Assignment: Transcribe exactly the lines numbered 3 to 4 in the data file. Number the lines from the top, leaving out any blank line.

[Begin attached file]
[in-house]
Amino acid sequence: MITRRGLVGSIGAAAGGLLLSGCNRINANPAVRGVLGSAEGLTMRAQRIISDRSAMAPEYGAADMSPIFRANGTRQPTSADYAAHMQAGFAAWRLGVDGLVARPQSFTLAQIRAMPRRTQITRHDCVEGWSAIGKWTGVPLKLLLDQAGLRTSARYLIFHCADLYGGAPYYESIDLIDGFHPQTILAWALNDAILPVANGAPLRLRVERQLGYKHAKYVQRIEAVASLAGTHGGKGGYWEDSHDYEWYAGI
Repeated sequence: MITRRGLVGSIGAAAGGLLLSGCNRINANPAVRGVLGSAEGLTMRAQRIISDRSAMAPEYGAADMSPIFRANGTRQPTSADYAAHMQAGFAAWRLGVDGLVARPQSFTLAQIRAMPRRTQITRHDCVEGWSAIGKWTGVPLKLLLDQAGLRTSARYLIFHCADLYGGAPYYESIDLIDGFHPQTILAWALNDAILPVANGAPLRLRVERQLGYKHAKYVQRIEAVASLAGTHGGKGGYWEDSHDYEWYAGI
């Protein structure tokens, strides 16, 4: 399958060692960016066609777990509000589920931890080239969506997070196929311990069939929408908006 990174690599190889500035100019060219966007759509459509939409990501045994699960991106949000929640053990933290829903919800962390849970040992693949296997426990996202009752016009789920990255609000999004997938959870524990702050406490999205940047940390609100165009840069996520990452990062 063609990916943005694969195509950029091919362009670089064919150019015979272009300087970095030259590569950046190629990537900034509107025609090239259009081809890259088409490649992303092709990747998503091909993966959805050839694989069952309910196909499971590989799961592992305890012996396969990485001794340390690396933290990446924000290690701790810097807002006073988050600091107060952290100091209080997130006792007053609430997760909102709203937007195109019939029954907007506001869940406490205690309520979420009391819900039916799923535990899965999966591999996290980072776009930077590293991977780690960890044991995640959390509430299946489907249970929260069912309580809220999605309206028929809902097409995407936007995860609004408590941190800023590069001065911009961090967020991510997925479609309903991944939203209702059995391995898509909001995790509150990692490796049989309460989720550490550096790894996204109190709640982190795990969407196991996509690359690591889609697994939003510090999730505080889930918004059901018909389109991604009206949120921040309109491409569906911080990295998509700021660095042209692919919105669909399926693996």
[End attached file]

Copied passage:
Repeated sequence: MITRRGLVGSIGAAAGGLLLSGCNRINANPAVRGVLGSAEGLTMRAQRIISDRSAMAPEYGAADMSPIFRANGTRQPTSADYAAHMQAGFAAWRLGVDGLVARPQSFTLAQIRAMPRRTQITRHDCVEGWSAIGKWTGVPLKLLLDQAGLRTSARYLIFHCADLYGGAPYYESIDLIDGFHPQTILAWALNDAILPVANGAPLRLRVERQLGYKHAKYVQRIEAVASLAGTHGGKGGYWEDSHDYEWYAGI
């Protein structure tokens, strides 16, 4: 399958060692960016066609777990509000589920931890080239969506997070196929311990069939929408908006 990174690599190889500035100019060219966007759509459509939409990501045994699960991106949000929640053990933290829903919800962390849970040992693949296997426990996202009752016009789920990255609000999004997938959870524990702050406490999205940047940390609100165009840069996520990452990062 063609990916943005694969195509950029091919362009670089064919150019015979272009300087970095030259590569950046190629990537900034509107025609090239259009081809890259088409490649992303092709990747998503091909993966959805050839694989069952309910196909499971590989799961592992305890012996396969990485001794340390690396933290990446924000290690701790810097807002006073988050600091107060952290100091209080997130006792007053609430997760909102709203937007195109019939029954907007506001869940406490205690309520979420009391819900039916799923535990899965999966591999996290980072776009930077590293991977780690960890044991995640959390509430299946489907249970929260069912309580809220999605309206028929809902097409995407936007995860609004408590941190800023590069001065911009961090967020991510997925479609309903991944939203209702059995391995898509909001995790509150990692490796049989309460989720550490550096790894996204109190709640982190795990969407196991996509690359690591889609697994939003510090999730505080889930918004059901018909389109991604009206949120921040309109491409569906911080990295998509700021660095042209692919919105669909399926693996």